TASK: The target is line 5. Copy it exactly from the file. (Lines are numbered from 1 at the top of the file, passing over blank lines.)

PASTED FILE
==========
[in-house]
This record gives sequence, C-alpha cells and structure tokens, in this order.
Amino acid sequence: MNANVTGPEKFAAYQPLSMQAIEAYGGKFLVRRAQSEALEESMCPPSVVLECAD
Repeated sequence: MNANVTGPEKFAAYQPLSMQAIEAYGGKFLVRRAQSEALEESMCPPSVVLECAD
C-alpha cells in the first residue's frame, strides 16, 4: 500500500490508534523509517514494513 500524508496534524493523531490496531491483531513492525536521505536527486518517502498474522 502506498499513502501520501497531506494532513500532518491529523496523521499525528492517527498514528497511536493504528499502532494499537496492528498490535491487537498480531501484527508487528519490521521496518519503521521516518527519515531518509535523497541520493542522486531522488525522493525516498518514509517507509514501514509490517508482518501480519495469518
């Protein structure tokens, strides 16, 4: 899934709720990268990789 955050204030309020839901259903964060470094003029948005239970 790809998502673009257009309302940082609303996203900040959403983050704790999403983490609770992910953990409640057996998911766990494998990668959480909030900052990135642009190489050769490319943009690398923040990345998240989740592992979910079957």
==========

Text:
C-alpha cells in the first residue's frame, strides 16, 4: 500500500490508534523509517514494513 500524508496534524493523531490496531491483531513492525536521505536527486518517502498474522 502506498499513502501520501497531506494532513500532518491529523496523521499525528492517527498514528497511536493504528499502532494499537496492528498490535491487537498480531501484527508487528519490521521496518519503521521516518527519515531518509535523497541520493542522486531522488525522493525516498518514509517507509514501514509490517508482518501480519495469518